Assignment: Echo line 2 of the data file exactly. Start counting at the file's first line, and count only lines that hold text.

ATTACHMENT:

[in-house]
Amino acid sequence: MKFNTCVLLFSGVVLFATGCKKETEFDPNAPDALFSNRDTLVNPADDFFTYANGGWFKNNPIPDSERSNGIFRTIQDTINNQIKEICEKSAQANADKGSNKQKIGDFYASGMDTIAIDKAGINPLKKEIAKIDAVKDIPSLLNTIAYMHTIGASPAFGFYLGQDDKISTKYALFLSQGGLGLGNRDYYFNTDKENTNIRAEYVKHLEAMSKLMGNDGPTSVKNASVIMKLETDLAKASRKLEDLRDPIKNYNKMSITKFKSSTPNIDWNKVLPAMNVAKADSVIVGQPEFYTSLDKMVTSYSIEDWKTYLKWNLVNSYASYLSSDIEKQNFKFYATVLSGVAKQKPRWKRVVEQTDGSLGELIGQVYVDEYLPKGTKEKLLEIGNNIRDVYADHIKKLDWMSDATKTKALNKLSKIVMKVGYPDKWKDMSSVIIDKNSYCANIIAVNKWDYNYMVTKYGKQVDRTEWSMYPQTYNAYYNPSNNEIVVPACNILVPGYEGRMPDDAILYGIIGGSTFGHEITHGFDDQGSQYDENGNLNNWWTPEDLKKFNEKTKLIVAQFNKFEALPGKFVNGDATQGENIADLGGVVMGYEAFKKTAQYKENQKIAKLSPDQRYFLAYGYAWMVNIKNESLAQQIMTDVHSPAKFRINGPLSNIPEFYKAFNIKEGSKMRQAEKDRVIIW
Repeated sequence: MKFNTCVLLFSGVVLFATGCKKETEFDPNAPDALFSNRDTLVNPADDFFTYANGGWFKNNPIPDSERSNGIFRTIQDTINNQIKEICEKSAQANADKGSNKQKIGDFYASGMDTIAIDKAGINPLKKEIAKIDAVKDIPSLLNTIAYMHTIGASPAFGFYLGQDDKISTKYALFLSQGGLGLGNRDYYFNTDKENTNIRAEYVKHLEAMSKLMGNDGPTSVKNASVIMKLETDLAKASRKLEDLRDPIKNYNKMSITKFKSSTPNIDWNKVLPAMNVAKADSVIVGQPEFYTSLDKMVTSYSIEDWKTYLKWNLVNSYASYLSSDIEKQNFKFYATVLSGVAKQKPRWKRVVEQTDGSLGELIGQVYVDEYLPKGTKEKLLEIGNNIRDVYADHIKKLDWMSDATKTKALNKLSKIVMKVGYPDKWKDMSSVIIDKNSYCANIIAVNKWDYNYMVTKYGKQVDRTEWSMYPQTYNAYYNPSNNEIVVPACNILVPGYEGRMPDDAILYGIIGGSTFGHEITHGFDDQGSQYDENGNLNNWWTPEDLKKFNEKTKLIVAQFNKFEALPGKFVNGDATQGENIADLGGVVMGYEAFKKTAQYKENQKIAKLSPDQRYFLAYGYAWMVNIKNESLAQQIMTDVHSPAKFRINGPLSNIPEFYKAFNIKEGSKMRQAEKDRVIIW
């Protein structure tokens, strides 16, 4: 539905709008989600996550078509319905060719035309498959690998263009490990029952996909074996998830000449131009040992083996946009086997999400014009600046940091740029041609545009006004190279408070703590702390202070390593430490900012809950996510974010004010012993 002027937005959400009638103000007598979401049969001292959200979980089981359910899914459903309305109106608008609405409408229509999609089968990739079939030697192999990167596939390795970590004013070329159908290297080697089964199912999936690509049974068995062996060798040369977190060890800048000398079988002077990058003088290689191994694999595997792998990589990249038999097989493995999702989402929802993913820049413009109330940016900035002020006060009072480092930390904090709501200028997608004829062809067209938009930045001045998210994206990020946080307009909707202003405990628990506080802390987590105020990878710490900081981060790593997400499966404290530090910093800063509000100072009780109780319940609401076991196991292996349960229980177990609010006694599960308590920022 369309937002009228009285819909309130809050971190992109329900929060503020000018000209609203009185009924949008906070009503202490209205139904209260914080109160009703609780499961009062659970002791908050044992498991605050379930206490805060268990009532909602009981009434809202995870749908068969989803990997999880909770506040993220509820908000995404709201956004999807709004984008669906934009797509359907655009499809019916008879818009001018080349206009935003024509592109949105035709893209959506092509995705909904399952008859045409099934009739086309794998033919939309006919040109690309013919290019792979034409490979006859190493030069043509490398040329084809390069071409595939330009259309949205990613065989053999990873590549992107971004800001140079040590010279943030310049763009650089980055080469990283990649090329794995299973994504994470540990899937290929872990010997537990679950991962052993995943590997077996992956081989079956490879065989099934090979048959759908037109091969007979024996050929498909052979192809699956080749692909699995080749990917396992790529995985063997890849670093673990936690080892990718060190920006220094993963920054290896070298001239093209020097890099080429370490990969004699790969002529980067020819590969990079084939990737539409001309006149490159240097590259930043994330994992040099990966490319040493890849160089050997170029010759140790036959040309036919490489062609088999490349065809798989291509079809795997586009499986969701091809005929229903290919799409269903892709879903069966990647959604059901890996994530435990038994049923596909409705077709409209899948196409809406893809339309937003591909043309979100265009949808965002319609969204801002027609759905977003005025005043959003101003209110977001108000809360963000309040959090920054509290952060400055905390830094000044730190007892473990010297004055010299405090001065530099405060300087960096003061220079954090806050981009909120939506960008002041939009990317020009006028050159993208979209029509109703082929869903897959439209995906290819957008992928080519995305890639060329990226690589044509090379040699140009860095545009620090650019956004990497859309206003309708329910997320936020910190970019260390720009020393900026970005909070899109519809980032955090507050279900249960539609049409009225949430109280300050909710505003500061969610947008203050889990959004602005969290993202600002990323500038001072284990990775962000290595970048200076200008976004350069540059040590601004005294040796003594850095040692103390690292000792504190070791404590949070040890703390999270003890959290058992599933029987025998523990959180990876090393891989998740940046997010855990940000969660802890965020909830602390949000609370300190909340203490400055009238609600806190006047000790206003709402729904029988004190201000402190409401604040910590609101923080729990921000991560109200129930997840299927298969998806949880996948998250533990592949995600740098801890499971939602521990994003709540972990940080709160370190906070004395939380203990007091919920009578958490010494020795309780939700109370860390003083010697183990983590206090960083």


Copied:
Amino acid sequence: MKFNTCVLLFSGVVLFATGCKKETEFDPNAPDALFSNRDTLVNPADDFFTYANGGWFKNNPIPDSERSNGIFRTIQDTINNQIKEICEKSAQANADKGSNKQKIGDFYASGMDTIAIDKAGINPLKKEIAKIDAVKDIPSLLNTIAYMHTIGASPAFGFYLGQDDKISTKYALFLSQGGLGLGNRDYYFNTDKENTNIRAEYVKHLEAMSKLMGNDGPTSVKNASVIMKLETDLAKASRKLEDLRDPIKNYNKMSITKFKSSTPNIDWNKVLPAMNVAKADSVIVGQPEFYTSLDKMVTSYSIEDWKTYLKWNLVNSYASYLSSDIEKQNFKFYATVLSGVAKQKPRWKRVVEQTDGSLGELIGQVYVDEYLPKGTKEKLLEIGNNIRDVYADHIKKLDWMSDATKTKALNKLSKIVMKVGYPDKWKDMSSVIIDKNSYCANIIAVNKWDYNYMVTKYGKQVDRTEWSMYPQTYNAYYNPSNNEIVVPACNILVPGYEGRMPDDAILYGIIGGSTFGHEITHGFDDQGSQYDENGNLNNWWTPEDLKKFNEKTKLIVAQFNKFEALPGKFVNGDATQGENIADLGGVVMGYEAFKKTAQYKENQKIAKLSPDQRYFLAYGYAWMVNIKNESLAQQIMTDVHSPAKFRINGPLSNIPEFYKAFNIKEGSKMRQAEKDRVIIW